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The US Government has asked two scientific journals to censor data on bird flu. Nature and Science were asked by the US National Science Advisory Board for Biosecurity to publish redacted versions of studies by two research groups that suggests the H5N1 avian flu could spread quickly among humans. The laboratory-made version of bird flu covered in the data could easily jump between ferrets — a sign a mutated form of the virus could spread among humans. The journals are objecting to the request, saying it would restrict access to information that might advance the cause of public health.
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Open access now
Scientists under attack
Creationists in the classroom
Smog rules – how Obama let us down
Studies to test the safety and efficacy of drugs and medical devices are too often never made public, putting lives at risk. Head of Investigations at the British Medical Journal, Deborah Cohen reports
Transparency is at the heart of medical science. Every day decisions are made about when to stop and start treatment and how best to invest large sums of money in ways to protect the public from disease. All these rely on knowing as much as possible about the benefits compared to the risks of action or inaction.
No medical treatment is perfect or suitable for everyone — that’s why balancing risks and benefits is crucial. But healthcare is big business; it’s where science meets big money and not all research evidence makes it into the public domain — specifically into medical journals where doctors and academics glean their information.
Medical history is replete with examples of the benefits of a treatment being overhyped and potentially serious side-effects being buried, leading to poor decisions. This wastes public money and can cost lives.
Take the case of the drug lorcainide, used to regulate the heartbeat during a heart attack. In the early 80s, researchers in Nottingham carried out a study of the drug in 95 people using a method known as a randomised control trial. They noticed that nine out of the 48 people taking the drug died, compared to only one out of 47 who got a sugar pill, or placebo, instead.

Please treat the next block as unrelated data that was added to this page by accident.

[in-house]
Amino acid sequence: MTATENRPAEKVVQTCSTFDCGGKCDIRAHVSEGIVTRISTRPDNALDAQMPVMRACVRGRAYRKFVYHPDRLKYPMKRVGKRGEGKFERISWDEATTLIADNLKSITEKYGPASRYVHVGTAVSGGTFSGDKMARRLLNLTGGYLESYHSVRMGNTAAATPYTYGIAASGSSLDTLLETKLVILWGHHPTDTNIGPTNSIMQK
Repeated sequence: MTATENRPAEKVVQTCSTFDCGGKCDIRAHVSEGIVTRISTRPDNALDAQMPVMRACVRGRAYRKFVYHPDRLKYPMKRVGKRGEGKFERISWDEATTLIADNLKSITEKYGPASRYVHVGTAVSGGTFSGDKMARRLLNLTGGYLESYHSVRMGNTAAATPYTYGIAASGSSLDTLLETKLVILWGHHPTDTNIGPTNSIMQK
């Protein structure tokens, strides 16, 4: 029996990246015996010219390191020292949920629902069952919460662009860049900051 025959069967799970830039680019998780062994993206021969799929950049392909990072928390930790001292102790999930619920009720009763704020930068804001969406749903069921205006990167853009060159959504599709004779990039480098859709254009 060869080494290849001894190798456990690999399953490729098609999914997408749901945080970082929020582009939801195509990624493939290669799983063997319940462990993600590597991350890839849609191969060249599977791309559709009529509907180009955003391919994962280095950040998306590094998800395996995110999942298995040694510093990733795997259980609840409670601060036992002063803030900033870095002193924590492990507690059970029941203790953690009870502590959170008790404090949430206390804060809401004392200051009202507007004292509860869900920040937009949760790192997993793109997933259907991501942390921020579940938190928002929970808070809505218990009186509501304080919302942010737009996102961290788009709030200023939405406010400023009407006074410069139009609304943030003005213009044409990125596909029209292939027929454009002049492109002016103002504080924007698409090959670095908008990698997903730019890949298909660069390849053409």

At the time, the researchers thought that the high number of deaths in those given lorcainide might have been due to chance rather than the drug itself. For commercial reasons, the drug was not developed any further and the results of the trial were never published. However other, similar, heart drugs did make it onto the market and were widely used. But they too had serious safety problems and many were withdrawn.
According to Sir Iain Chalmers, a long-standing champion of transparency in medical research, the lorcainide trial might have been an early warning of trouble ahead for these other heart drugs. At the peak of their use in the late 80s, these medicines are estimated to have caused between 20,000 and 70,000 premature deaths every year in the US alone.
This is a particularly stark example of what might happen when critical evidence remains unavailable to doctors and researchers. Even when individual drugs do make it onto the market and have overcome the regulatory hurdles, information about their risks and benefits might well be hard to come by.
In western countries, legislation dictates that companies have to provide regulators with a thorough scientific dossier on all trials conducted on a drug so the data can be scrutinised before the drug is allowed onto the market. They are then required to do follow-up studies looking at any adverse reactions that might not have been picked up in the pre-market research. They must inform the authorities about what they find.
Many companies, however, have been reprimanded — mainly in the US courts — for hiding troubling side-effects of drugs, including: anti-depressants, such as Seroxat (known as Paxil in the US; generic name paroxetine) and painkillers, such as Vioxx (rofecoxib).
But it’s not always the companies which are unforthcoming about safety concerns; the regulators have dragged their feet too. Last year, the diabetes drug Avandia (rosiglitazone) was suspended from the market in Europe and severely restricted in the US because of an increased risk of heart problems. But this was long after both the manufacturer, GlaxoSmithKline (GSK), and the US regulator had reason to suspect an increase in serious side-effects.
Rather than the regulators — whose remit is to protect the public — it was the actions of the then New York attorney general, Eliot Spitzer, in a 2004 court case of GSK’s Seroxat, that led to the side-effects of Avandia coming to public attention. As part of a settlement with the state over its hiding of data on heightened suicide risk in teenagers who took the drug, GSK agreed to post results from its recent clinical studies on a website. And this included studies of the drug Avandia, many of which had been unpublished until then.
Three years later, Dr Steven Nissen, chairman of cardiovascular medicine at the high-profile Cleveland Clinic in the US, decided to analyse all the studies of Avandia on the website. Using a research method called meta-analysis, he pooled all the results together to see what they said overall. He found that the risk of having heart problems in people with diabetes who took the drug rose by 43 per cent compared to those who had diabetes and did not take it.